City lawmaker proposes including Aurora firefighters, dispatchers in $8,000 retention bonus plan

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AURORA | Aurora firefighters and 911 dispatchers could soon share in the $8,000 retention bonuses extended to police under a new proposal sponsored by Councilmember Curtis Gardner.

The original decision to use cash payments to entice police officers into staying with the city’s beleaguered police department was made by council in December by a 6-4 vote.

“I think, in general, fire and 911 are an equal part of public safety,” Gardner said while explaining the new proposal Wednesday, mentioning the challenges posed by mandatory overtime and staffing shortages at the two non-police agencies.

Proponents of the police retention bonus plan said the program is in response to an extensive loss of Aurora police officers during the past two years. 

Council members who objected to the bonuses for police in December — Gardner voted in favor — had asked why the proposal excluded firefighters and other city workers. Opponents also questioned whether spending money on no-strings-attached bonuses would provide a good return on investment for the city.

While Gardner acknowledged that recipients of the bonuses could still walk away from their jobs with no penalties, he said he believed it would encourage employees to remain with the city.

“Money isn’t everything, but it certainly signals from a policymaker’s perspective that we recognize how hard their job is and that we’d like to keep them here in the city of Aurora,” he said.

He also pointed out that the funds, which like the police bonuses would be paid out of the city’s American Rescue Plan Act allocation, would be issued in two parts, in April and October, incentivizing employees to stick around at least until the fall.

According to Gardner, the bonuses for firefighters would cost the city $3.5 million in total and bonuses for dispatchers would cost $575,000. The police bonuses are projected to cost about $6 million.

Aurora Fire Rescue lost 23 full-time employees in 2021, the same number lost in 2020, agency reps told Aurora’s Public Safety, Courts and Civil Service Policy Committee on Thursday. The attrition rate for the department was 5.3% in 2021 compared to a five-year average of 6.3%.

Mathew Wasserburger, business services administrator for the department, noted the department regardless saw a net gain of “a few” employees last year.

Professional development manager Beth Joyce of Aurora 911 said the city’s dispatch center lost 21 people in 2021 and was about 72% staffed as of Thursday, with 24 positions open for call-takers out of 26 total vacancies.

The city’s proposed budget for 2022 notes that the department was projected to run over-budget by $244,700 in 2021, including $174,300 of overtime pay for remaining dispatch center employees.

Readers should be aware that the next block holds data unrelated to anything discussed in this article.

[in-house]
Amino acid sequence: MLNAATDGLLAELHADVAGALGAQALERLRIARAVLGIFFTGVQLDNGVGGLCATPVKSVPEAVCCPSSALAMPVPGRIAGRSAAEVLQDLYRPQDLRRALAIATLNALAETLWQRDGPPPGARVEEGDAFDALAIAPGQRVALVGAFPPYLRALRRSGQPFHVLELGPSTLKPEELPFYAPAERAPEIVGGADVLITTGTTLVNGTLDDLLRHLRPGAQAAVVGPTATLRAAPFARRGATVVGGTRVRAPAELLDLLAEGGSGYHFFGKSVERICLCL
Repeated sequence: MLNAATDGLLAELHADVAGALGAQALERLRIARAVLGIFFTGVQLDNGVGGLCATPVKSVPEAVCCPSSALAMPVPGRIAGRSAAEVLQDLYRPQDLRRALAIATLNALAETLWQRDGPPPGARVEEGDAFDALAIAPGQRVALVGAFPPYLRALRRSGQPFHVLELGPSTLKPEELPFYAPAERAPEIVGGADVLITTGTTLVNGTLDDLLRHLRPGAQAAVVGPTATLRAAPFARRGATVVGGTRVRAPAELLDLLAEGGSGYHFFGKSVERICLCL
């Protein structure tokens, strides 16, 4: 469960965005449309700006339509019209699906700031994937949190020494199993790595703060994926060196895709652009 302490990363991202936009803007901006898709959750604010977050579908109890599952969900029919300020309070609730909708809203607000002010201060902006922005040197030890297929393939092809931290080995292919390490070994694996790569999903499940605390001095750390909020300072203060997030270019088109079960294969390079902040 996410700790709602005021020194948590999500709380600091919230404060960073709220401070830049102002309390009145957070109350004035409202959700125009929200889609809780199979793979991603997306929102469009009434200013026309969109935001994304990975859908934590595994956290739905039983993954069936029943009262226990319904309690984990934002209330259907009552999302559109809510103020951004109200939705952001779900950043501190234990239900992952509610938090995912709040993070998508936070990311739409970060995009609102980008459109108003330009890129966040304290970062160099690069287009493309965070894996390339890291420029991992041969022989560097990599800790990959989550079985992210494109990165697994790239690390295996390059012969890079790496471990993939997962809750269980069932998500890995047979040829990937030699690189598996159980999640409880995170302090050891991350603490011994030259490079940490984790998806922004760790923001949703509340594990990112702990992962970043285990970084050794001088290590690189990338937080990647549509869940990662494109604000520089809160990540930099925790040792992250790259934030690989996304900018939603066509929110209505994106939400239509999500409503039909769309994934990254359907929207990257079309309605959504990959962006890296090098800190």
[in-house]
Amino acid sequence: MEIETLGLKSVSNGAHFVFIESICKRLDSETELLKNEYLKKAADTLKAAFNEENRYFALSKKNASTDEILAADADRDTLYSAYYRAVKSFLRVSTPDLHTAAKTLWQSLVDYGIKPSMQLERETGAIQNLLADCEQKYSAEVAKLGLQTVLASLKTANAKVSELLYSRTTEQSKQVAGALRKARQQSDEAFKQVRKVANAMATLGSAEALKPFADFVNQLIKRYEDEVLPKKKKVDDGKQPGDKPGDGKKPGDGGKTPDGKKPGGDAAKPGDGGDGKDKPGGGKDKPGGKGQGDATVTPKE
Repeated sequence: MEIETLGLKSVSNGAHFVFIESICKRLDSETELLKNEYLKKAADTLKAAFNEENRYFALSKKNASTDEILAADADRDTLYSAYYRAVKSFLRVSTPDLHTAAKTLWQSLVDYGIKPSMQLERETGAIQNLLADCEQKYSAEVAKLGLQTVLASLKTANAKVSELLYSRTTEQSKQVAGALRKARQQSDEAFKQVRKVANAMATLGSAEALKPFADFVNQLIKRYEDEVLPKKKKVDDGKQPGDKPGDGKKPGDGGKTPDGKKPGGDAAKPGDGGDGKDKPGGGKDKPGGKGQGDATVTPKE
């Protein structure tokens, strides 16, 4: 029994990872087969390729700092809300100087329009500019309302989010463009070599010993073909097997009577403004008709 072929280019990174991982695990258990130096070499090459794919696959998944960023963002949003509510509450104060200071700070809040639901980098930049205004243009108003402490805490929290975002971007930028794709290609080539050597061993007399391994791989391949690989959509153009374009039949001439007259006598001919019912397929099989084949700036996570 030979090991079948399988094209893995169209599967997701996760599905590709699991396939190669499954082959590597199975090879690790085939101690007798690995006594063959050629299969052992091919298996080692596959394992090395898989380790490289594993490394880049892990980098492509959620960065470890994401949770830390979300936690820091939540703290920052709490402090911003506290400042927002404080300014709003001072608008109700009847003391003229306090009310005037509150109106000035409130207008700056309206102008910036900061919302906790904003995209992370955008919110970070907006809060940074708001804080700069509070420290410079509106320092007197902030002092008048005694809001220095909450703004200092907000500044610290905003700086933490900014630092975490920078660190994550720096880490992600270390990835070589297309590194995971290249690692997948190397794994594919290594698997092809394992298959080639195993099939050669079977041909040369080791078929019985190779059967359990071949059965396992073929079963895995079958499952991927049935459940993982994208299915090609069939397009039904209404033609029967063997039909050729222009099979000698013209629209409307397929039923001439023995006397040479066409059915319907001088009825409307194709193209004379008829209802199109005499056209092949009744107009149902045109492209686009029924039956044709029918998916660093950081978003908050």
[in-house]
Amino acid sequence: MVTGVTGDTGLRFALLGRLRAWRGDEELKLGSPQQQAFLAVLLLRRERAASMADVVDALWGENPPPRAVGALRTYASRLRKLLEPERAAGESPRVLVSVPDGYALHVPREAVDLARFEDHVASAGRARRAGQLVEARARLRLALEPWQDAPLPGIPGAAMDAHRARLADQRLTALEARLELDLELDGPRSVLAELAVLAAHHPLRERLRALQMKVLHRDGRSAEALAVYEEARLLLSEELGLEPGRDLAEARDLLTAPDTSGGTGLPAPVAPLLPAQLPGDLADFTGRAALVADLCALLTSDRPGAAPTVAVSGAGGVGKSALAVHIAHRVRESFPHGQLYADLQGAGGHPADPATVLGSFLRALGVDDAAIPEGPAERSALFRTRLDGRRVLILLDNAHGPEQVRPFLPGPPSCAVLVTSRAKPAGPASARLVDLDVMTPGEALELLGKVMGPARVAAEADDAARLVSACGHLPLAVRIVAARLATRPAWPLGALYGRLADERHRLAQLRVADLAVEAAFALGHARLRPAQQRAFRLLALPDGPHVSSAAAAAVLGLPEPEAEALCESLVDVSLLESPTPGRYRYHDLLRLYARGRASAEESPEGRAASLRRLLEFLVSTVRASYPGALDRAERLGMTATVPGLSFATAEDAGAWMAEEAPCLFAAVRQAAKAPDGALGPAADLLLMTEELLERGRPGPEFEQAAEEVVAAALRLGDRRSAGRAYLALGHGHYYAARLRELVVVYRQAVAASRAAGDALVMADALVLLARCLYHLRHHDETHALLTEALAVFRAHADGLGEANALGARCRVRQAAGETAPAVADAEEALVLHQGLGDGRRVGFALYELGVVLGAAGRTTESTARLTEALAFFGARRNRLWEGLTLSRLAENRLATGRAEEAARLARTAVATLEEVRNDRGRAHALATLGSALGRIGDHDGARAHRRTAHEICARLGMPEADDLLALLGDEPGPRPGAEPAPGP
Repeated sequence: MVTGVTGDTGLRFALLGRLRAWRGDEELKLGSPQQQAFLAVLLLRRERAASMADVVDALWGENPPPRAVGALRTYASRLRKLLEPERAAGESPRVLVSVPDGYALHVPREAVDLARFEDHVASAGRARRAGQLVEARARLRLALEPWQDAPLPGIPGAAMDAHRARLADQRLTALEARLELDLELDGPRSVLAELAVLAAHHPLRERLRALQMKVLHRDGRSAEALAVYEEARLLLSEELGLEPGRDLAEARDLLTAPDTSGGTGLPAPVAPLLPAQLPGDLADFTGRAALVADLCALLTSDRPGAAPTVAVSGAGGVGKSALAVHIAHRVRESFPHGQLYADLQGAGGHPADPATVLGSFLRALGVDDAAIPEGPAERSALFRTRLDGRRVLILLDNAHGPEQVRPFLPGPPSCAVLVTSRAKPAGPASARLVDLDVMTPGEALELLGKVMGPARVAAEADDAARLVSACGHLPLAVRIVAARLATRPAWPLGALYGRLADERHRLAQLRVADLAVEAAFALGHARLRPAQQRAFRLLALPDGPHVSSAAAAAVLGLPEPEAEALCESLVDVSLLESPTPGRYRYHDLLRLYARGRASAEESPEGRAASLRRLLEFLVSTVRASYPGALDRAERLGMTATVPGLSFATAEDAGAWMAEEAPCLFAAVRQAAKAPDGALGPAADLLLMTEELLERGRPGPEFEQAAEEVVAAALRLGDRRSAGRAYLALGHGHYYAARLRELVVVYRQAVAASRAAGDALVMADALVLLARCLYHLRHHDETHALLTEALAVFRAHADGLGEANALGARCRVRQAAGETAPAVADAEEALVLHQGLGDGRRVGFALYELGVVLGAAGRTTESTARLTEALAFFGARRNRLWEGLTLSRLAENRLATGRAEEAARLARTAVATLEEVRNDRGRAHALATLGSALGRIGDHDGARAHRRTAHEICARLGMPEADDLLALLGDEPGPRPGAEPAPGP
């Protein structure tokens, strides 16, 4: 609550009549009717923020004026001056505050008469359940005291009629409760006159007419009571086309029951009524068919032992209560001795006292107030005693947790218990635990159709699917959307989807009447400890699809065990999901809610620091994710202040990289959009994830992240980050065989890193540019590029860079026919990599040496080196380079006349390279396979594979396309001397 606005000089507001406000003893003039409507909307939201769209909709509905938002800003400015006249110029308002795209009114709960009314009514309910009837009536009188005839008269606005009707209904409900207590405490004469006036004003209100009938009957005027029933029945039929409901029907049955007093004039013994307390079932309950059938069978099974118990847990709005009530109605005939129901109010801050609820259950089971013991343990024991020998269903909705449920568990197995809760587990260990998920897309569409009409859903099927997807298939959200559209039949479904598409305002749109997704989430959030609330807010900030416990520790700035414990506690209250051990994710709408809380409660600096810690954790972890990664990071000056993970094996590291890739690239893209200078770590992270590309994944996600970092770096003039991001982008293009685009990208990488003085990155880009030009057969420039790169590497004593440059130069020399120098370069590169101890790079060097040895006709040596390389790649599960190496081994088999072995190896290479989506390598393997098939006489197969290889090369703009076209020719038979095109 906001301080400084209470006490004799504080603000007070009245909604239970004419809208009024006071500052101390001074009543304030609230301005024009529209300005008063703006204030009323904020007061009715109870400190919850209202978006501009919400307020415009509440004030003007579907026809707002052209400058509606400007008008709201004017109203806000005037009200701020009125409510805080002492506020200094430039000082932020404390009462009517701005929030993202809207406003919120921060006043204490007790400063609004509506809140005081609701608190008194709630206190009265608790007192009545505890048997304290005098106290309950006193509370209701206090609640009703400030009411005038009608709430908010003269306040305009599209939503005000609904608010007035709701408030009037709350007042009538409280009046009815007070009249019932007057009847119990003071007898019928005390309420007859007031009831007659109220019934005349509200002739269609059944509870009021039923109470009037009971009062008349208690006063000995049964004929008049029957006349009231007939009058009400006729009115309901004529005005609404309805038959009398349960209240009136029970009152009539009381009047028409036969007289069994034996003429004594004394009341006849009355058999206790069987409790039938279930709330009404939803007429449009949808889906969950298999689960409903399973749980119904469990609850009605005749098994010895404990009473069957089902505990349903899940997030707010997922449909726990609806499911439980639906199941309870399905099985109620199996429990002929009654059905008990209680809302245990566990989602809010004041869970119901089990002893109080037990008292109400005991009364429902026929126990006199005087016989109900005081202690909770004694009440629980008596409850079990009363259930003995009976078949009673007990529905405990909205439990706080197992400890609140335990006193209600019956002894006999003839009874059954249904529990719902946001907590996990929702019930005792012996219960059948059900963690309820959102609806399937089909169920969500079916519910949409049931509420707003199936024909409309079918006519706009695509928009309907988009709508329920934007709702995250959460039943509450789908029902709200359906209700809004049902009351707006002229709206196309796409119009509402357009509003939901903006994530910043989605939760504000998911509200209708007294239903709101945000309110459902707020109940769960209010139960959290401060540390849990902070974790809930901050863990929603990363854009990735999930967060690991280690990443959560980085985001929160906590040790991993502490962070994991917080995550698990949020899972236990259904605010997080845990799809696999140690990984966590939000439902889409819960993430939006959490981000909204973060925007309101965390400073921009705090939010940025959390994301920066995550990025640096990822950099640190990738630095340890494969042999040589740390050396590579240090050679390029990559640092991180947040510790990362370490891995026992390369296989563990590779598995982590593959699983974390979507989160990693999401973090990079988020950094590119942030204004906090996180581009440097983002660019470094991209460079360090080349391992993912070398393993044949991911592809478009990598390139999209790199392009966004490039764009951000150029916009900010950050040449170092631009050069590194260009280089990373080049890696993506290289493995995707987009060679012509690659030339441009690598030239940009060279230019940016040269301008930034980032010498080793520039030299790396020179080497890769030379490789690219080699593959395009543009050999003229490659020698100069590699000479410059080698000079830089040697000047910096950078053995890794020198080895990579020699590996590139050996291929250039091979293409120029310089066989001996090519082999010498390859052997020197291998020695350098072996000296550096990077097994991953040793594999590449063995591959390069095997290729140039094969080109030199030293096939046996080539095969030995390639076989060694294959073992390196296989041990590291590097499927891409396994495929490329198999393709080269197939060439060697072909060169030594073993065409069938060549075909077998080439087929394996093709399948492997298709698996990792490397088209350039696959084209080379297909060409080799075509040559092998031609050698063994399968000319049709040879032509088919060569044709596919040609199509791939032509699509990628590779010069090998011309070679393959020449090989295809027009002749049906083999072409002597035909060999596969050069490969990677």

“With few applicants to fill vacant call-taker and dispatch positions and a record number in calls for service, increased overtime pay is the main driver of this overage,” the document states.

In response to a question from the commission, she said the agency recently increased its starting wage to $25.34 to make it more competitive with other centers in the area.

The item is expected to come forward at the Jan. 31 meeting of the Aurora City Council.

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Publius
Publius
7 days ago

And the rest of the city employees, what do they get? Probably nothing. They are second class employees, not worthy of consideration. They have no union to gross for them so no consideration need be given their plight.

GeneD
7 days ago

The bonus plan for police retention was ill-conceived. If cops left because they did not want accountability for their actions, fine, let them go. Use the salaries they would have collected to reward those who show outstanding performance, with salary raises, not one-offs.

Unless you know why people leave, there is no sense in bribing people to stay. If there are conditions within the job that drive people out of the organization, fix them. Until then, people will take the money and still leave.

Hit the pause button on this costly and wasteful half-baked idea until there is real actionable data.

Jeff Brown
Jeff Brown
6 days ago

Eventually the one-time federal relief will run out and our city council will be confronted with the reality of a failed retail economy that is NOT generating sufficient sales tax to properly run the city.

The increasing population only makes the problem worse with people still leaving the city to shop, dine and have fun.

Its simply inexcusable for council to continue to ignore the chronically poor health of the city’s primary source of revenue which is sales tax.

FactsOverFeelings
FactsOverFeelings
6 days ago

While Gardner acknowledged that recipients of the bonuses could still walk away from their jobs with no penalties”

That kind of defeats the purpose, no? That’s just throwing money away.

FeelingsAreNotFacts
FeelingsAreNotFacts
6 days ago

The police bonuses are nothing more than a signal. What they really need is a repeal of an oppressive ordinance that puts their personal nest eggs at risk and funding/staff to fight escalating crime.

Any other department that sees the attrition of LEOs deserves a look, too. That’s NOT firefighters. They have it pretty good already and they know it. But unions will always try to extort more for their membership.